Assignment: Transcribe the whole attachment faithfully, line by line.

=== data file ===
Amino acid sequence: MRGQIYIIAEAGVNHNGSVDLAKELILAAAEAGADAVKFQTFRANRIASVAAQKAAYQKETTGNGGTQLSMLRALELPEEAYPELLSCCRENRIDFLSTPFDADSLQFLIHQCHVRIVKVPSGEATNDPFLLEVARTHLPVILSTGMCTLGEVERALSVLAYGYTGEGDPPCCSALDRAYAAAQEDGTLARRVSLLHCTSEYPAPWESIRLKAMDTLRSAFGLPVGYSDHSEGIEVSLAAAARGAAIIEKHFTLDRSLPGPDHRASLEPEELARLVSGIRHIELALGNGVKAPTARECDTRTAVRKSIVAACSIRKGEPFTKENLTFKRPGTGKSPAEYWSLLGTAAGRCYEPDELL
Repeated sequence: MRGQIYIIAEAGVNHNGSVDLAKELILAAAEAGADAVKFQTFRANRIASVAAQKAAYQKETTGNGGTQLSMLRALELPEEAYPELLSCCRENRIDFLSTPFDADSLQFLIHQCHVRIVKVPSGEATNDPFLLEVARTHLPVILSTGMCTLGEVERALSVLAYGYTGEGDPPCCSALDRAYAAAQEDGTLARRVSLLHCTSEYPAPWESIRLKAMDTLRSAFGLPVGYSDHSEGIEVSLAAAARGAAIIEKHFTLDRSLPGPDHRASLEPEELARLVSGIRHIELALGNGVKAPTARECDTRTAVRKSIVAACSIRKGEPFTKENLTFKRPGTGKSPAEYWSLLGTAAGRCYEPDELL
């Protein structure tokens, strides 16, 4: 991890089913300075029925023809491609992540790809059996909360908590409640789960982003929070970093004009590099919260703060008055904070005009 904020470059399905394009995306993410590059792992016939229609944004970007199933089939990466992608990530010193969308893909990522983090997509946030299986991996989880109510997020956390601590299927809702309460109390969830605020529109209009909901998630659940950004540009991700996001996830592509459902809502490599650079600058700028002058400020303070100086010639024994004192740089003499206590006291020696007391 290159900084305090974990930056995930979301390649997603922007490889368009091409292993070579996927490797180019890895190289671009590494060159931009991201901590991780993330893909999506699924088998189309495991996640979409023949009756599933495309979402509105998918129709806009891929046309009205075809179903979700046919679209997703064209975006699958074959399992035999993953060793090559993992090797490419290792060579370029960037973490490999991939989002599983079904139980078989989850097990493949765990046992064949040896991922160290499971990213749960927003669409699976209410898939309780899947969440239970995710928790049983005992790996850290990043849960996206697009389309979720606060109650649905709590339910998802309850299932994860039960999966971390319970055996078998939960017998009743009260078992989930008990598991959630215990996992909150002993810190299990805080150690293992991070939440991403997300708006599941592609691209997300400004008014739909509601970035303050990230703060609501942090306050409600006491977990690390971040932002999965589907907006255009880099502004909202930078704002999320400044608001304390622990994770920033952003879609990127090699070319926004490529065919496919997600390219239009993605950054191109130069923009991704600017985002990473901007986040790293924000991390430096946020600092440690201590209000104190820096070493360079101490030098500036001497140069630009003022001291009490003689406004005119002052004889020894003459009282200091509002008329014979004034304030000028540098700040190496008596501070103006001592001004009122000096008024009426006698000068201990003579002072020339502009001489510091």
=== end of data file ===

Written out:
Amino acid sequence: MRGQIYIIAEAGVNHNGSVDLAKELILAAAEAGADAVKFQTFRANRIASVAAQKAAYQKETTGNGGTQLSMLRALELPEEAYPELLSCCRENRIDFLSTPFDADSLQFLIHQCHVRIVKVPSGEATNDPFLLEVARTHLPVILSTGMCTLGEVERALSVLAYGYTGEGDPPCCSALDRAYAAAQEDGTLARRVSLLHCTSEYPAPWESIRLKAMDTLRSAFGLPVGYSDHSEGIEVSLAAAARGAAIIEKHFTLDRSLPGPDHRASLEPEELARLVSGIRHIELALGNGVKAPTARECDTRTAVRKSIVAACSIRKGEPFTKENLTFKRPGTGKSPAEYWSLLGTAAGRCYEPDELL
Repeated sequence: MRGQIYIIAEAGVNHNGSVDLAKELILAAAEAGADAVKFQTFRANRIASVAAQKAAYQKETTGNGGTQLSMLRALELPEEAYPELLSCCRENRIDFLSTPFDADSLQFLIHQCHVRIVKVPSGEATNDPFLLEVARTHLPVILSTGMCTLGEVERALSVLAYGYTGEGDPPCCSALDRAYAAAQEDGTLARRVSLLHCTSEYPAPWESIRLKAMDTLRSAFGLPVGYSDHSEGIEVSLAAAARGAAIIEKHFTLDRSLPGPDHRASLEPEELARLVSGIRHIELALGNGVKAPTARECDTRTAVRKSIVAACSIRKGEPFTKENLTFKRPGTGKSPAEYWSLLGTAAGRCYEPDELL
């Protein structure tokens, strides 16, 4: 991890089913300075029925023809491609992540790809059996909360908590409640789960982003929070970093004009590099919260703060008055904070005009 904020470059399905394009995306993410590059792992016939229609944004970007199933089939990466992608990530010193969308893909990522983090997509946030299986991996989880109510997020956390601590299927809702309460109390969830605020529109209009909901998630659940950004540009991700996001996830592509459902809502490599650079600058700028002058400020303070100086010639024994004192740089003499206590006291020696007391 290159900084305090974990930056995930979301390649997603922007490889368009091409292993070579996927490797180019890895190289671009590494060159931009991201901590991780993330893909999506699924088998189309495991996640979409023949009756599933495309979402509105998918129709806009891929046309009205075809179903979700046919679209997703064209975006699958074959399992035999993953060793090559993992090797490419290792060579370029960037973490490999991939989002599983079904139980078989989850097990493949765990046992064949040896991922160290499971990213749960927003669409699976209410898939309780899947969440239970995710928790049983005992790996850290990043849960996206697009389309979720606060109650649905709590339910998802309850299932994860039960999966971390319970055996078998939960017998009743009260078992989930008990598991959630215990996992909150002993810190299990805080150690293992991070939440991403997300708006599941592609691209997300400004008014739909509601970035303050990230703060609501942090306050409600006491977990690390971040932002999965589907907006255009880099502004909202930078704002999320400044608001304390622990994770920033952003879609990127090699070319926004490529065919496919997600390219239009993605950054191109130069923009991704600017985002990473901007986040790293924000991390430096946020600092440690201590209000104190820096070493360079101490030098500036001497140069630009003022001291009490003689406004005119002052004889020894003459009282200091509002008329014979004034304030000028540098700040190496008596501070103006001592001004009122000096008024009426006698000068201990003579002072020339502009001489510091």